With the Eyewitness Identification Reform Act, Florida legislators are taking steps to prevent misidentification of criminal suspects by eyewitnesses. According to Seth Miller, the Innocence Project of Florida’s executive director, 9 out of the 10 DNA-based exonerations in Florida involved eyewitness misidentification. The new law, signed by Governor Rick Scott in June 2017, places certain restrictions on law enforcement when conducting lineups.
Hopefully the Eyewitness Identification Reform Act works towards preventing innocent people from being put behind bars. Eyewitness identification is already a notoriously unreliable means of pointing out a criminal suspect, but it can still prove effective at persuading a jury. Criminal defense attorney Ron Herman challenges things like eyewitness identification to make sure his clients are provided with the most effective criminal defense counsel possible.
What is the Florida Eyewitness Identification Reform Act?
As of October 1st, law enforcement agencies must have a person who does not know a criminal suspect’s identity to conduct a lineup. These are called “blind lineups” and they will hopefully help prevent witnesses to criminal activity being persuaded in any way by a law enforcement officer knowing a suspect’s identity during a lineup. Law enforcement may use alternative methods in lieu of these “blind lineups.” Acceptable alternative methods may include automated computer programs that will directly flash photos to the witness or putting lineup photos in randomly numbered folders that would be hidden from the administrator’s view.
Additionally, under the new law, law enforcement should inform the witness of the following:
- The suspect may or may not be in the lineup and, thus, they are not required to identify a suspect;
- Excluding innocent people from the criminal investigation is equally important to identifying the suspected perpetrator; and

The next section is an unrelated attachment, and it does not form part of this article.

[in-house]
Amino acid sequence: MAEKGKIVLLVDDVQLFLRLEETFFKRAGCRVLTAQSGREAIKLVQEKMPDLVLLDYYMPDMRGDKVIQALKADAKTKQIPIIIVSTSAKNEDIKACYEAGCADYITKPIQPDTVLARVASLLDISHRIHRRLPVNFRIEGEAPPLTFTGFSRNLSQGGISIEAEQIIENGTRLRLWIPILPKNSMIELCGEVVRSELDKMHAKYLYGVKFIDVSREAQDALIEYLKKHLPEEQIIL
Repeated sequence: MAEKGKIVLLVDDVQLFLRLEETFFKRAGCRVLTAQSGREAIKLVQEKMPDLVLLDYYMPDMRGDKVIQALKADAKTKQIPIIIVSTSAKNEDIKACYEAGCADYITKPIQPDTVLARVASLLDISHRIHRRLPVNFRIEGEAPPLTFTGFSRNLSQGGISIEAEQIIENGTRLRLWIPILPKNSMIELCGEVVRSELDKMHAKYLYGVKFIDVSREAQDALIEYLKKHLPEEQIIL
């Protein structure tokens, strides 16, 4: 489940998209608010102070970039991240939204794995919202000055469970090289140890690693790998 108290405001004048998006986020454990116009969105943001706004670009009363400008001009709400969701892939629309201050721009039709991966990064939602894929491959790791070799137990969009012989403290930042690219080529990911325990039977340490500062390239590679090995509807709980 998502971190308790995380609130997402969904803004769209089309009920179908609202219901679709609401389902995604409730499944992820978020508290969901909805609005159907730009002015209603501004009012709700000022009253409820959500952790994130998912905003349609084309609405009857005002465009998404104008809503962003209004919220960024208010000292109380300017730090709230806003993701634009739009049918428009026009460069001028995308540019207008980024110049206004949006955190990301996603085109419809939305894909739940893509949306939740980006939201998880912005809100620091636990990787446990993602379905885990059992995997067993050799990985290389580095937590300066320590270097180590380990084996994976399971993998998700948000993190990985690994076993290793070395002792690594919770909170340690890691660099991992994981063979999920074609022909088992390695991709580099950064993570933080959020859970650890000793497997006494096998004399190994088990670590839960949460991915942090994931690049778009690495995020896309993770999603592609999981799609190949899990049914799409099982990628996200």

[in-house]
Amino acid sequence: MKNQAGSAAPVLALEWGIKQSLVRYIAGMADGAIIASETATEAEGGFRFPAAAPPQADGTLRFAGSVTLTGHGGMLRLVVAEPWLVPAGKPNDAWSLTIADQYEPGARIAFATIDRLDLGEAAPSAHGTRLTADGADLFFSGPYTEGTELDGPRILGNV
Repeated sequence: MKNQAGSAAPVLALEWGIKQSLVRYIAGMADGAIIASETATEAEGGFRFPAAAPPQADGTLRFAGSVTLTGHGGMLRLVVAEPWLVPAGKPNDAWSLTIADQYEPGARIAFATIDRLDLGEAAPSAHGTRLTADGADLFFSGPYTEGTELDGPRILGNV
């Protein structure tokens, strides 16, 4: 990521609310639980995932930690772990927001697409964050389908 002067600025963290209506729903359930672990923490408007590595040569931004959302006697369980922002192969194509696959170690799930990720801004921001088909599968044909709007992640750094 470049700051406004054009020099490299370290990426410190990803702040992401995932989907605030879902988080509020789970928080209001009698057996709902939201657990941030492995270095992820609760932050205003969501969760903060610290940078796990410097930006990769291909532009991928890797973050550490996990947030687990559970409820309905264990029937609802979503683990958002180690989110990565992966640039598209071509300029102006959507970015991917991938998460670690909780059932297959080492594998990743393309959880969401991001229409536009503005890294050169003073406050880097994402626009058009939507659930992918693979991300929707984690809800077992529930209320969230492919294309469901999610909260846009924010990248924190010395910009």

- The investigation will proceed with or without the witness identifying the suspect in a lineup.
The Criminal Justice Standards and Training Commission, as well as the Florida Department of Law Enforcement, were both instructed to develop training programs and education materials on how to conduct lineups under the new law. Failure of law enforcement to comply with the new law may result in judges considering such a fact in deciding motions to suppress eyewitness identification. Additionally, defendants may use the noncompliance to argue a case of misidentification.
As it attempts to promote law enforcement to use evidence-based practices in lineups and eliminate, or at least reduce, the number of eyewitness misidentifications, the Eyewitness Identification Act was supported by the Innocence Project, the Innocence Project of Florida, and criminal defense attorneys across the state. The type of lineups prescribed by the new law is also supported by the U.S Department of Justice.
South Florida Criminal Defense Counsel You Can Rely On
Attorney Ron Herman is committed to fighting for his clients. A criminal conviction can have immediate and continuously pervasive effects on your life. Attorney Herman is here to protect your rights and fight any criminal charge you may face. Eyewitness misidentification has led to far too many innocent people being put in jail and Attorney Herman is committed to fighting such injustices.